Buying time

Court grants reprieve to Port Irene cars anew

SANTIAGO CITY–Dealers of imported used cars at the Cagayan Special Economic Zone and Freeport (CSEZF) on Monday managed to get a 17-day extension of a court order blocking the implementation of a ban on car importation at Port Irene in Santa Ana town.

The court ordered the prolonged suspension until Oct. 28 of the implementation of Executive Order (EO) 156, signed by President Arroyo in 2002, which prohibits the importation of used vehicles into the country.

Judge Rolando Velasco of the Regional Trial Court Branch 6 in Aparri, Cagayan granted the 20-day reprieve, following Monday’s one-hour hearing that saw lawyers from the law firm of Senator Juan Ponce Enrile, representing the petitioners, exchange arguments with government counsels.

Lawyer Alexis Medina of the Pecabar Law Office welcomed the court decision, citing the “irreparable damage” that might be caused by the non-extension of the 72-hour TRO, which lapsed on Saturday.

“The court justly ruled in extending the TRO, because if the enforcement of EO 156 is not restrained while trial is ongoing, the petitioner might soon go under and cease operation, and will lead to the layoff not only of its 30 employees, but also of about 700 who are working in the industry,” he said.

Lawyer Tomas Laragan III of the Office of the Solicitor General, representing the government side, could not be reached for comment. Court employees said he left immediately after the 9 a.m. hearing.

The TRO effectively blocked orders from Customs Commissioner Napoleon Morales and Administrator Jose Mari Ponce of the Cagayan Economic Zone Authority (Ceza) for the cancellation of all import permits and registration papers of imported vehicles for sale at Port Irene in Santa Ana, Cagayan.

The two government agencies issued the directives after the Office of the Solicitor General declared that a Supreme Court decision, which involved the importation of second-hand vehicles at the Subic Freeport
Zone, also covered the CSEFZ in Cagayan.

This prompted members of the Automotive Rebuilding Industry of Cagayan (Aric) to file a petition with the court assailing the constitutionality of EO 156, signed by President Gloria Macapagal Arroyo on December 2, 2002.

The petitioners presented to the court about 30 employees of Forerunner Multi-Resources, Inc., one of only two car importers licensed by Ceza, who were supposed to affirm that the lifting of the TRO would lead them to lose their jobs.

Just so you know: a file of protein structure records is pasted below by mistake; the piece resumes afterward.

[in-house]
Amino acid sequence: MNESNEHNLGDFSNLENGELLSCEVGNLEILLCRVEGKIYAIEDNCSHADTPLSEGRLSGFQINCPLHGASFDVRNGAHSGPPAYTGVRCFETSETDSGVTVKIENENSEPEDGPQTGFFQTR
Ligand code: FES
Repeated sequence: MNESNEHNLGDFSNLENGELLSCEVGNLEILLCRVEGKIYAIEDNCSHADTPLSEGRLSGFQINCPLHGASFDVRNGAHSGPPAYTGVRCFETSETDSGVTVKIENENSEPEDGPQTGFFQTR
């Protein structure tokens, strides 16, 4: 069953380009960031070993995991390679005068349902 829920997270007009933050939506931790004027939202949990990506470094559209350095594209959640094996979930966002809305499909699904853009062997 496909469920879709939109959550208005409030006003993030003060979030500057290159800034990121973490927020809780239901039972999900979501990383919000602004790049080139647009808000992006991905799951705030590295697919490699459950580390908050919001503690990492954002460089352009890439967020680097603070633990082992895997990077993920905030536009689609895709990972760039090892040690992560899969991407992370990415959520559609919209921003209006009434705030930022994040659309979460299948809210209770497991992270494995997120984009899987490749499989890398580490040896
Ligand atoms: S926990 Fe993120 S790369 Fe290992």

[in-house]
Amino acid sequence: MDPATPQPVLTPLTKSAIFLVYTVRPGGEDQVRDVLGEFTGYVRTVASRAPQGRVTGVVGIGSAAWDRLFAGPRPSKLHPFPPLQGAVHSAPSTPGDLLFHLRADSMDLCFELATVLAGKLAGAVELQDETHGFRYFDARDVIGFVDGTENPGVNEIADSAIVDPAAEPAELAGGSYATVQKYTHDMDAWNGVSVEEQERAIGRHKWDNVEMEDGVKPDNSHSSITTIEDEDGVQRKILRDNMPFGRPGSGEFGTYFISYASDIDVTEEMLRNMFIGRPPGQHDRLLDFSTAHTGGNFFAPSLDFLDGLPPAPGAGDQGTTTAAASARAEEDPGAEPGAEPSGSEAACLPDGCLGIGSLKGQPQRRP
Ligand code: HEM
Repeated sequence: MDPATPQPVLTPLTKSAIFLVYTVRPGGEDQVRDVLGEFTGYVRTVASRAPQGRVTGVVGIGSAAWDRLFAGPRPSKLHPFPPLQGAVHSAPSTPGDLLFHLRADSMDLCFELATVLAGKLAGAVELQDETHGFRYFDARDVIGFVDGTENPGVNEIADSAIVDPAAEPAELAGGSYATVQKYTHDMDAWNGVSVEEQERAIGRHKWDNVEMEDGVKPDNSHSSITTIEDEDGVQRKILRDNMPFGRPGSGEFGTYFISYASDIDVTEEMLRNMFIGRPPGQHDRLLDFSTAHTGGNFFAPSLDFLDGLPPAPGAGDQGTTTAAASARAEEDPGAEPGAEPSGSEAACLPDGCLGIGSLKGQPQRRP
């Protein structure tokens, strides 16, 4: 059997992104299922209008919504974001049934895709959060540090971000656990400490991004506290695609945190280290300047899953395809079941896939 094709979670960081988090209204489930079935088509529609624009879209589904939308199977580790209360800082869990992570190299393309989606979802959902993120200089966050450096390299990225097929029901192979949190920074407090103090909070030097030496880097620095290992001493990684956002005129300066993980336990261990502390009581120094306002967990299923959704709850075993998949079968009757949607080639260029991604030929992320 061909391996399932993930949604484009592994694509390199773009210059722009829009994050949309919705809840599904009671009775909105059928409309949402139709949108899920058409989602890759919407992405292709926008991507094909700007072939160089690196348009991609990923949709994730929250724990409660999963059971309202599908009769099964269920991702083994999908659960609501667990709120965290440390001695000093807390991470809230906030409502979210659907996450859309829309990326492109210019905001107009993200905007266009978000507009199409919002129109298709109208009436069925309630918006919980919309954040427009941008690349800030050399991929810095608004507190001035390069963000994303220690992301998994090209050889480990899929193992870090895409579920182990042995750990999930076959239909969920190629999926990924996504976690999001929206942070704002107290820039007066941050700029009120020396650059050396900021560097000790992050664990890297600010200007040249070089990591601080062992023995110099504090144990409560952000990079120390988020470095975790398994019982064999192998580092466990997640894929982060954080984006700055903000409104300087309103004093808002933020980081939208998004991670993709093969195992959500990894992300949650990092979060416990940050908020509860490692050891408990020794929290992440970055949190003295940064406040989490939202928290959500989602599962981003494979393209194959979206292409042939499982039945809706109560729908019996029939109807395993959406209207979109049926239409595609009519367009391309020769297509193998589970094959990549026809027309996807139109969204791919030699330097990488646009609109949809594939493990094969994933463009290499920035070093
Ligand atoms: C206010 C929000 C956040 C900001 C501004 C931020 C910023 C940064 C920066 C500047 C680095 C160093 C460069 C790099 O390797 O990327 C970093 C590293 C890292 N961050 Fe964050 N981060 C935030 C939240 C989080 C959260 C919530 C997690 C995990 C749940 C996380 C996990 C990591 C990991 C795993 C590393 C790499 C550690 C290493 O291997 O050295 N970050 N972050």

“Aside from this, we cited the possible loss of revenues for the government if this industry will be stopped,” lawyer Mitzell Arthur Magdaong, also of Pecabar, said.

Lead petitioner Jaime Vicente, Aric president, denied speculations that they filed the case before the courts in Cagayan allegedly to get favorable ruling from the local judges in the province, where Enrile
is said to wield strong influence.

“We rely more on the merits, not on what Senator Enrile can do about the case,” he said.

Vicente said they decided to file the case before the RTC in Aparri, instead of the higher courts, because of the local courts’ relative nearness to their local offices in Santa Ana.

“We would have wanted to file in Makati City because all the concerned agencies are in Metro Manila. Besides, by having it in Cagayan, it’s quite more expensive to be attending the hearings and sending notices and summonses. But Cagayan is the place of the business,” he said.

He said he engaged the services of Pecabar law office because Medina was his former lawyer, denying reports that it was a form of assistance given by Senator Enrile.

“I call it a pleasant coincidence,” he said.

Court sources said the case had to be raffled off for a second time as Judge Andres Cipriano of RTC Branch 9, also based in Aparri, earlier inhibited himself from the case because his wife is said to be a relative of lawyer Eleazar Reyes, a Pecabar senior partner.


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